Business Today

Gas pricing demystified

Simple answers to confounding questions about gas pricing.

By Balaji Chandramouli        Print Edition: October 21, 2007

Early this month, the government approved a gas price for Reliance Industries’ (RIL) mega find in the KG basin, off the coast of Andhra Pradesh. Although this was taken in consultation with large consumers like power and fertiliser sectors, the way in which the energy ministry communicated the pricing rationale to the general public left several aspects of the deal in the dark. Subsequently, the pricing fine print has been studied hard by several industry experts on behalf of some business publications, which have hinted at deliberate obfuscation of the deal details. That has raised several questions, including whether RIL has been allowed to flout norms and book unreasonable profits. Here, BT provides some simple answers to confounding questions about RIL’S gas pricing.

What does the approved price formula signify? Is this the price consumers will pay? If not, does it reflect the floor price as several media reports suggest?
The government has set a floor price of $2.5 per million British thermal units (MMBTU) for all RIL consumers. Further, it has approved a formula that applies strictly to only 12 companies in the power and fertiliser business that bid for RIL gas two months ago. Since the formula is capped at $60 per barrel, the price is capped at $4.22 per MMBTU. For the rest, the formula offers only an indicative price.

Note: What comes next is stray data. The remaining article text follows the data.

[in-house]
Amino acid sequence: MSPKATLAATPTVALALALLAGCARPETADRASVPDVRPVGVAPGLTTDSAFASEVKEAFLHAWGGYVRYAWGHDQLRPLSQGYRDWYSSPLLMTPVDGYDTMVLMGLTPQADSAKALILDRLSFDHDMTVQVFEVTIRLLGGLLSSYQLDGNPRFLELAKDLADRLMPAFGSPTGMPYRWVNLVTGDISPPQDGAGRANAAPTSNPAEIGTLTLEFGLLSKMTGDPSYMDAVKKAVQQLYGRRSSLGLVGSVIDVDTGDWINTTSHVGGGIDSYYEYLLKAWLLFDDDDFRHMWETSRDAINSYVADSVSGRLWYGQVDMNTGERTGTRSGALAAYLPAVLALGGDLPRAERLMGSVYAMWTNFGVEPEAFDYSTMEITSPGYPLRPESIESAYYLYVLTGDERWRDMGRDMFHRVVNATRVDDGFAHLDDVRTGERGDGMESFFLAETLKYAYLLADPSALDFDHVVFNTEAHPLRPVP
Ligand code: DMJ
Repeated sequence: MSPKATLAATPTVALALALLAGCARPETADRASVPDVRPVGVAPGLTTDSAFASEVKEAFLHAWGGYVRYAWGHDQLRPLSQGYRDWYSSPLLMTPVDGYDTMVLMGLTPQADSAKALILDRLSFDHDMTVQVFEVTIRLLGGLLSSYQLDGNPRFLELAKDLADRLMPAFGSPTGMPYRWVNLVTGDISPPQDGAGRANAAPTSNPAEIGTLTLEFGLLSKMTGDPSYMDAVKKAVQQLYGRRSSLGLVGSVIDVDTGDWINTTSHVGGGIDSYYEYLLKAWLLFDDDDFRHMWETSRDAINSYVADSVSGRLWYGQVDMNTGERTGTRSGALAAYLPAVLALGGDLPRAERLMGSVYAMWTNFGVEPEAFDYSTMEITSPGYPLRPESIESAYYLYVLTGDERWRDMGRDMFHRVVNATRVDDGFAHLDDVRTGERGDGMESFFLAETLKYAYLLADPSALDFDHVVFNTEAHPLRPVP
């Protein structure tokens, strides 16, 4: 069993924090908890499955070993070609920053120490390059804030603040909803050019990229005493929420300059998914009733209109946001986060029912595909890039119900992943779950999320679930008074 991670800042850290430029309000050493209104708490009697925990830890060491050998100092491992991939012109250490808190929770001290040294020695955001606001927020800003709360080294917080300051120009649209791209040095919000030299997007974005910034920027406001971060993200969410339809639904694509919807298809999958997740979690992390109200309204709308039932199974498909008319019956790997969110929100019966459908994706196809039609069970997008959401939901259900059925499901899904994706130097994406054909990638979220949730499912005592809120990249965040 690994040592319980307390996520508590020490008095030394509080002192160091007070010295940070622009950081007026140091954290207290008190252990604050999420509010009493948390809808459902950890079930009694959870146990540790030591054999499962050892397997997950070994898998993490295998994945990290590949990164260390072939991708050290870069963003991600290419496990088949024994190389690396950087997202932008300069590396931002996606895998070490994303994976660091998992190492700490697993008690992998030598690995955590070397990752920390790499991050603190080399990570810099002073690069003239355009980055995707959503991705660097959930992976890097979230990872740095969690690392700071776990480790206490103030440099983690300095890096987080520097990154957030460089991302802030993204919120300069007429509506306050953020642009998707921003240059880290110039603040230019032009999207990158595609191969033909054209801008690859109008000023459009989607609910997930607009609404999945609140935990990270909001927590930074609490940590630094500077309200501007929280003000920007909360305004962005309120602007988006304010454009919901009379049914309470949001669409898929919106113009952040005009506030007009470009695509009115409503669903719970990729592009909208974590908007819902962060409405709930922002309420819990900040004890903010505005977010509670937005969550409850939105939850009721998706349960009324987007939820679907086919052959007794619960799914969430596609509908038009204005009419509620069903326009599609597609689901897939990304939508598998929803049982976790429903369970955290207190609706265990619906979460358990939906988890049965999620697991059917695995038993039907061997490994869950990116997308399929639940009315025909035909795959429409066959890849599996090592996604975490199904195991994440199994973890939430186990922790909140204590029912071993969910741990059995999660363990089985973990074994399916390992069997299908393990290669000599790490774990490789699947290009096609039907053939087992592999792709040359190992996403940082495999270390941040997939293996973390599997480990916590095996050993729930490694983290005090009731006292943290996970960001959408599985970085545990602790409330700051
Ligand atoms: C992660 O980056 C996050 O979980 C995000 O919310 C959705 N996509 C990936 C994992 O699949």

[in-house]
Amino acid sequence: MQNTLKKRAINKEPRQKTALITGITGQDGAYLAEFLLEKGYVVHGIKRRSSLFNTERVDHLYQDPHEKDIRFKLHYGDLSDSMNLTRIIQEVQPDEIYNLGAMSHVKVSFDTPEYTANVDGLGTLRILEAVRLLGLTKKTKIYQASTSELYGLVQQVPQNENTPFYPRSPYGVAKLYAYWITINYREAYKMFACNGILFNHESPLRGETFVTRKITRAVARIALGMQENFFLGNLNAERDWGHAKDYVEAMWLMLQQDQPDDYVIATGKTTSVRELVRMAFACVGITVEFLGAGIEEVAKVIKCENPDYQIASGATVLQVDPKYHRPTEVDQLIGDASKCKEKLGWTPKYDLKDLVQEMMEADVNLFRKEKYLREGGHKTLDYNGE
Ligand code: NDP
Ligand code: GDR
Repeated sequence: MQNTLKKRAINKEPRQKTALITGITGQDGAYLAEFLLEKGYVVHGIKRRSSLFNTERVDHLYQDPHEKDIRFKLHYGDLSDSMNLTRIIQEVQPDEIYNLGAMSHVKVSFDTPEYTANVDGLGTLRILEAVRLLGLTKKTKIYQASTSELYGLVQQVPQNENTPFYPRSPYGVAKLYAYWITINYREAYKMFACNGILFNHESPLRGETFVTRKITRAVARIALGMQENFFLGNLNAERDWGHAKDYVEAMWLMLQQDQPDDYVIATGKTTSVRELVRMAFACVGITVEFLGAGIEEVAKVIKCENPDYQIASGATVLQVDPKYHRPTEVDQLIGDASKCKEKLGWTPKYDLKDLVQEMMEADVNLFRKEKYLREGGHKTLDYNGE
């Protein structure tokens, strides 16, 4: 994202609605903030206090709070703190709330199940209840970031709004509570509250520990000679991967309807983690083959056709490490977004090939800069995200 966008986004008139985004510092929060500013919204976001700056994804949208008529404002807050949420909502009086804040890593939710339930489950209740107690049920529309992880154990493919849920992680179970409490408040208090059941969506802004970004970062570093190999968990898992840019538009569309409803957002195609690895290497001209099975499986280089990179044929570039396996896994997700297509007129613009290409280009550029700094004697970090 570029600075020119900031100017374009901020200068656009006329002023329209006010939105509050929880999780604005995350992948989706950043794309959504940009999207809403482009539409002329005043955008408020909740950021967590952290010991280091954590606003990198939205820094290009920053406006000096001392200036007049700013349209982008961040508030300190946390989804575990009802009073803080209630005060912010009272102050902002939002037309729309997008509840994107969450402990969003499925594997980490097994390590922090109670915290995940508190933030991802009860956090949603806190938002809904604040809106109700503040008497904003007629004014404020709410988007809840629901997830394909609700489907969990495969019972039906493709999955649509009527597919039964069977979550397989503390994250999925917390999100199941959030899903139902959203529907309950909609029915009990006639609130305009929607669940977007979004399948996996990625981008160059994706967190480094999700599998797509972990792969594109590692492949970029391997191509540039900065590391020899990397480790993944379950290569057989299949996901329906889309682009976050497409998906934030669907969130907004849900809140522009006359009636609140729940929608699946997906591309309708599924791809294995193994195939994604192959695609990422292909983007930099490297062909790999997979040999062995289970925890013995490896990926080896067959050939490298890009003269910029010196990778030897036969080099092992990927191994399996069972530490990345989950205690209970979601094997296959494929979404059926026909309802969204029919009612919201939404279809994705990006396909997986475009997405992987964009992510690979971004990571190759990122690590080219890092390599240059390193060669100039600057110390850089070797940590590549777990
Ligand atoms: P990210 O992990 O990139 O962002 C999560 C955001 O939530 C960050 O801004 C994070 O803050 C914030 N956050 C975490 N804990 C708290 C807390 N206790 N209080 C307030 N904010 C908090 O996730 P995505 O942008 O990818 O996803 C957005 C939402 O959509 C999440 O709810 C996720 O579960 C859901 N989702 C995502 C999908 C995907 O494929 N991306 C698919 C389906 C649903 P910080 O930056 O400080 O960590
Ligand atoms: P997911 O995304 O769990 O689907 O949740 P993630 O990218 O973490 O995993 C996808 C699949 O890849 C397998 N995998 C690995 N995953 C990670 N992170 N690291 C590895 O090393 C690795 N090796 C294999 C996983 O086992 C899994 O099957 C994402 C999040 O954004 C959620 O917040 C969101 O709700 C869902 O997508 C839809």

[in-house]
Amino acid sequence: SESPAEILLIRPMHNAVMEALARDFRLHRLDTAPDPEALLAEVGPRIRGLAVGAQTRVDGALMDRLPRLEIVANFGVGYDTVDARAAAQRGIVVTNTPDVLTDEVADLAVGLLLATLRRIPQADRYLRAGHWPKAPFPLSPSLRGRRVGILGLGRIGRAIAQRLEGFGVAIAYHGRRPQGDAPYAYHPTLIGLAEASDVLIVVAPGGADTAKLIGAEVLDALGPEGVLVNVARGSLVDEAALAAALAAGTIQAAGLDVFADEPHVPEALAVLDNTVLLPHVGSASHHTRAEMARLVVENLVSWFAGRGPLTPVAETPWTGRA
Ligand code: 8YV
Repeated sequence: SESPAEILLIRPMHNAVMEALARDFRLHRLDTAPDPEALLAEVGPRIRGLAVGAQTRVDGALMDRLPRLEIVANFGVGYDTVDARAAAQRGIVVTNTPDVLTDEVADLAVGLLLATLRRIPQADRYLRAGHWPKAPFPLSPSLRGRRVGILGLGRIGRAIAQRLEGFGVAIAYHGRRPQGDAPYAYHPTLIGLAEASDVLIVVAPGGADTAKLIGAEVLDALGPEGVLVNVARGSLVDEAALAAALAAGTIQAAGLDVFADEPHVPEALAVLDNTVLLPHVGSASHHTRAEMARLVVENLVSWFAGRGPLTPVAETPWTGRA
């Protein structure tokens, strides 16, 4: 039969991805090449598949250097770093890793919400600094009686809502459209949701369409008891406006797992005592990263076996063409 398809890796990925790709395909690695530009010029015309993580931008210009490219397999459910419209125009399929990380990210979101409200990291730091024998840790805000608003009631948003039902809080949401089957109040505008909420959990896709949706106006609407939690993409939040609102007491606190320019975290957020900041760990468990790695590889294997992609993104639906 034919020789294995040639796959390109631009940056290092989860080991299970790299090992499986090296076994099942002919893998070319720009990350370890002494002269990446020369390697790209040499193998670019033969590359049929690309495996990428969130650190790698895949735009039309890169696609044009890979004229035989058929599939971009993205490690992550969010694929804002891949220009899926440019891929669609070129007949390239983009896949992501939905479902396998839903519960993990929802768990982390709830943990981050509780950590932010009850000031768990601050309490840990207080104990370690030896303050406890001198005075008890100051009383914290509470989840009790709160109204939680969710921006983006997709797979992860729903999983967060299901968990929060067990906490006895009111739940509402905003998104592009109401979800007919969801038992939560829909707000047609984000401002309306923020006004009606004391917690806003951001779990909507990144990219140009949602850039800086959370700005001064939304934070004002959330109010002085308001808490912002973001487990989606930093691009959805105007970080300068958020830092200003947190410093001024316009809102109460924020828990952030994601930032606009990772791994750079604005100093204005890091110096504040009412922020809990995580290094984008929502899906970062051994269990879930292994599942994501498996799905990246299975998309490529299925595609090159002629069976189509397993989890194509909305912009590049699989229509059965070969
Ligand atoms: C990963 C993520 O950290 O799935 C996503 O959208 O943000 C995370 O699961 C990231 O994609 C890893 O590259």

If this is not the consumer price for all of the gas that RIL produces, what is the government approving and why?
Fundamentally, the formula approved by the government will determine the valuation of ‘rent’ that RIL will pay to the government, also called profit petroleum (PP), for exploiting the latter’s natural resources. While the formula yields the price of gas, the volume of gas is determined by the production sharing contract between the contactor (in this case RIL) and the government. It is this volume share that is a key determinant in the award of oil and gas blocks—the higher the share offered, the better the chances of winning. For instance, RIL offered to share with the government 10 per cent in the initial years and as much as 80 per cent in later years.

If the government is approving its ‘rent’, should it not maximise it? Instead, it has trimmed it from RIL’s proposal of $4.33 per MMBTU to $4.22 per MMBTU.
The government has trimmed the price, albeit marginally, owing to political compulsion. The dominant gas-starved consumers, fertiliser and power sectors, are largely in the government fold. Hence, while a higher price will improve the government’s take, it will also result in a higher subsidy bill in the case of the fertiliser sector, or higher fuel bill for state power utilities in the case of the power sector. Hence, it has succumbed to populism and not protected the interests of the tax payer—after all, if the exchequer’s rent receipts swell, it releases head room for the finance minister to consider tax cuts.